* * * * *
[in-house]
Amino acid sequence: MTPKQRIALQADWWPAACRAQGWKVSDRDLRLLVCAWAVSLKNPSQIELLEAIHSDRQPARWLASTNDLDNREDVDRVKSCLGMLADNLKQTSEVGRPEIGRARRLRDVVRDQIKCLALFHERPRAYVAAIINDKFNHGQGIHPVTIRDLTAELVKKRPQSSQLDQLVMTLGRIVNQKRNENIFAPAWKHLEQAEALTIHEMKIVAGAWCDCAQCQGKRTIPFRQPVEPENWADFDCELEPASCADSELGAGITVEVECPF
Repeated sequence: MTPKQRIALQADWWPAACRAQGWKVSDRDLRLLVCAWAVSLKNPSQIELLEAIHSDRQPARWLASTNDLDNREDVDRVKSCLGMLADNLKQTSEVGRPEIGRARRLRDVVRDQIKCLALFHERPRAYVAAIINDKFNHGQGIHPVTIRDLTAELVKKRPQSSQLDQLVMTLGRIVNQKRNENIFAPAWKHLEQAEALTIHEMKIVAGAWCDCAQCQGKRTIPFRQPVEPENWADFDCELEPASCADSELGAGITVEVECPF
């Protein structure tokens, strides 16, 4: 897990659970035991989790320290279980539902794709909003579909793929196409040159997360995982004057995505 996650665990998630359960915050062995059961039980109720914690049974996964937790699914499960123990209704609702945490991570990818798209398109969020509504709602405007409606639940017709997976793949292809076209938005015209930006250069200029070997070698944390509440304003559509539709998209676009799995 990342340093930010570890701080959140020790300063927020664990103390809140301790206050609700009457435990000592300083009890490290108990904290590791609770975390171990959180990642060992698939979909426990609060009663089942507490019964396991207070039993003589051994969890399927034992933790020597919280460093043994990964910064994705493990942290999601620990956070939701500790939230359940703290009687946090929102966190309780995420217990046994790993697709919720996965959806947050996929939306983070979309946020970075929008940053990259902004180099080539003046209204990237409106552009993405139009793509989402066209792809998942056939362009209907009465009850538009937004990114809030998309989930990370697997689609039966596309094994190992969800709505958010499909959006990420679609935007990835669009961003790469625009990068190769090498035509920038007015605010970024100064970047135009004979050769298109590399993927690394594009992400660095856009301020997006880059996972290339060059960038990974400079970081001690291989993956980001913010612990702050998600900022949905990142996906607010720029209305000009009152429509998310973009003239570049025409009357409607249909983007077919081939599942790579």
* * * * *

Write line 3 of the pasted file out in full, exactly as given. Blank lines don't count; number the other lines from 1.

Repeated sequence: MTPKQRIALQADWWPAACRAQGWKVSDRDLRLLVCAWAVSLKNPSQIELLEAIHSDRQPARWLASTNDLDNREDVDRVKSCLGMLADNLKQTSEVGRPEIGRARRLRDVVRDQIKCLALFHERPRAYVAAIINDKFNHGQGIHPVTIRDLTAELVKKRPQSSQLDQLVMTLGRIVNQKRNENIFAPAWKHLEQAEALTIHEMKIVAGAWCDCAQCQGKRTIPFRQPVEPENWADFDCELEPASCADSELGAGITVEVECPF